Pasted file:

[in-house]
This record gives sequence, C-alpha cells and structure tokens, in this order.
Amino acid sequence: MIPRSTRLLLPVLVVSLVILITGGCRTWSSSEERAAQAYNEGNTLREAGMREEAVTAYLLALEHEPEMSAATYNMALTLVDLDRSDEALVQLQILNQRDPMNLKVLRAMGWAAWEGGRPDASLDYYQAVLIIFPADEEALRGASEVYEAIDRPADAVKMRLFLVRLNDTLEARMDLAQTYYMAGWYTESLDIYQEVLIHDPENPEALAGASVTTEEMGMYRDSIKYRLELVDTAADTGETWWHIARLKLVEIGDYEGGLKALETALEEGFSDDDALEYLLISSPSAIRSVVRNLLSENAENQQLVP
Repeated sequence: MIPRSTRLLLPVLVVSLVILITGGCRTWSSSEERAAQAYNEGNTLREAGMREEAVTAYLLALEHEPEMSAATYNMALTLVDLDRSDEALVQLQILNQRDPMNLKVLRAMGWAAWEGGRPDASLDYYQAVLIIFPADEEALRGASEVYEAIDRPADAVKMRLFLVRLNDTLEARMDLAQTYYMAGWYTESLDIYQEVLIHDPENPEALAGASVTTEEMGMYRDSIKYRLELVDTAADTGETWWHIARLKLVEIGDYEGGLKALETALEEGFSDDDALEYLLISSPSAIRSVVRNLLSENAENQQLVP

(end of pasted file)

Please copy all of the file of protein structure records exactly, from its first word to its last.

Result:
[in-house]
This record gives sequence, C-alpha cells and structure tokens, in this order.
Amino acid sequence: MIPRSTRLLLPVLVVSLVILITGGCRTWSSSEERAAQAYNEGNTLREAGMREEAVTAYLLALEHEPEMSAATYNMALTLVDLDRSDEALVQLQILNQRDPMNLKVLRAMGWAAWEGGRPDASLDYYQAVLIIFPADEEALRGASEVYEAIDRPADAVKMRLFLVRLNDTLEARMDLAQTYYMAGWYTESLDIYQEVLIHDPENPEALAGASVTTEEMGMYRDSIKYRLELVDTAADTGETWWHIARLKLVEIGDYEGGLKALETALEEGFSDDDALEYLLISSPSAIRSVVRNLLSENAENQQLVP
Repeated sequence: MIPRSTRLLLPVLVVSLVILITGGCRTWSSSEERAAQAYNEGNTLREAGMREEAVTAYLLALEHEPEMSAATYNMALTLVDLDRSDEALVQLQILNQRDPMNLKVLRAMGWAAWEGGRPDASLDYYQAVLIIFPADEEALRGASEVYEAIDRPADAVKMRLFLVRLNDTLEARMDLAQTYYMAGWYTESLDIYQEVLIHDPENPEALAGASVTTEEMGMYRDSIKYRLELVDTAADTGETWWHIARLKLVEIGDYEGGLKALETALEEGFSDDDALEYLLISSPSAIRSVVRNLLSENAENQQLVP